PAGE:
12 Jul

I’m standing in front of the merchandise counter, disoriented, when I see a tall, skinny, colorful person.                                                         

“He’s a harmless drunk,” says the smiling, happy looking guy. “My name is Matt, by the way.” He sticks out his hand, and I shake it.

“Nice to meet you Matt.”

“You’re a good dancer.”

“Um, thanks.”

“And pretty quiet, too.”

“Yeah, I am.” I don’t even try to defend myself anymore. I admit it like admitting I have brown hair.

 He looked so happy, standing there in front of the merchandise table holding an alcoholic beverage. He was definitely tipsy. He hadn’t reached the point yet where he was slobbering or incoherent, though. He was having a good time. His friend was too.

 I was standing there- alone and in the back—engrossed in the music, the room, everything about this unfamiliar place. I wanted to absorb everything. I sometimes get this sensation like I’ll never be in the same place ever again, and I want to just store everything away for later. It was during one of these moments that he arrived.

 The friend of the happy guy was suddenly standing in front of me- I looked at him for about a second. Tall, mid-twenties, black, leather jacket, skinny jeans, swimming eyes and mussed up longish brown hair. I’d seen him before- when we first arrived.

 The first thing I thought when I saw him was that he looked like he belonged in a modern day Grease movie. He was sitting leaned way back, slouched in a chair in front of a small café, a few squares of sidewalk behind me. I couldn’t help but feel like he saw me, like he was looking at me. I felt uncomfortable, the kind of “I feel like someone’s looking right through me” uncomfortable.  We kept making eye contact. Yet we inhabited different planets. A skinny girl in a too short skirt sauntered up to him and sifted herself imbetween his legs as he sat there sipping on some drink with a little straw. She flirted with him as we all stood there waiting. He saw me. I saw him. We’re aware of each other, even though I try to ignore him. During the concert I see him a few times, lingering around in the back- talking to some girl at the bar.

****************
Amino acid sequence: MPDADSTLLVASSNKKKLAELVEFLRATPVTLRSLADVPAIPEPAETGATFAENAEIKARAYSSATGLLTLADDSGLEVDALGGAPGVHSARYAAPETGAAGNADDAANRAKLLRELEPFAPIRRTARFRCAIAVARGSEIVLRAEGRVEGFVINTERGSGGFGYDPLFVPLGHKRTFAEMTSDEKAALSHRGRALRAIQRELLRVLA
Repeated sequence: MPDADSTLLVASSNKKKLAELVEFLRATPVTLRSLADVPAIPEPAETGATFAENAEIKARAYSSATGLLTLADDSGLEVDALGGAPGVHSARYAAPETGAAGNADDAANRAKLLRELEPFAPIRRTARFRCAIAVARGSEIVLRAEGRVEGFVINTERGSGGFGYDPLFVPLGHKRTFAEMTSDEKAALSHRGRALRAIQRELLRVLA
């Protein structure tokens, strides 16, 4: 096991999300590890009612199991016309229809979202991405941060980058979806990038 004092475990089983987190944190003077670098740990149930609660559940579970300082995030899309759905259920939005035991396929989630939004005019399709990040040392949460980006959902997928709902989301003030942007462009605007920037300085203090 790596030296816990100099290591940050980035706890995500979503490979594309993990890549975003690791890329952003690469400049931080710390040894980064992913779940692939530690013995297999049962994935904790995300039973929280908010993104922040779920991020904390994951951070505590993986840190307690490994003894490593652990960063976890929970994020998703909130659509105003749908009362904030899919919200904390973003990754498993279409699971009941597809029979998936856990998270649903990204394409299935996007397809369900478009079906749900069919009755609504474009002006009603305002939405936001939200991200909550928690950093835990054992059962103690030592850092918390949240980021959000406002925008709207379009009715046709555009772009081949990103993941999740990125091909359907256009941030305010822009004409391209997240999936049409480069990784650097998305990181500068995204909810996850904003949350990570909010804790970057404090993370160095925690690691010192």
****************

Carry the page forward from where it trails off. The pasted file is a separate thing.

When he showed up, out of no where, with his hand outstretched- sticking into my personal bubble like an foreign object—I don’t know what to do. A few moments pass before I realize what he wants: to dance with me. It was strange, his bad boy look and formal invitation. Yet sometime during those few fuzzy moments I must have forgiven his contradictions and, against my better judgment, put my hand in his.

It’s absolutely ridiculous, I think. Everyone around me will laugh. I stop thinking about myself and all the people who will stare at us. I start dancing with leather jacket guy. He’s twirling me around, spinning me into his arm, waltzing me around on the sticky, black floor like some formal dance partner of his with the sad, melancholy music playing in the background. I’m stepping on his toes like a klutz, or maybe he’s the one being klutzy. I can’t tell. Part of me thinks it’s funny. “So, which of your friends dared you to do this?” I ask.  He doesn’t answer. I can just imagine one of his friends saying, “I dare you to go dance with that girl over there.” I look into his swimming eyes, I smell the alcohol on his breath, and I realize that unlike his friend, he is very drunk. I want to siphon all the alcohol out of his body so we can have a normal conversation. But normal conversation is impossible at this point. It turns into more than I want when he starts messing with my hair. I’m done. I pull away from him. He twirls me one last time. It’s sort of cute, in a drunken kind of way. He then fades off somewhere else, presumably to mess with someone else’s night.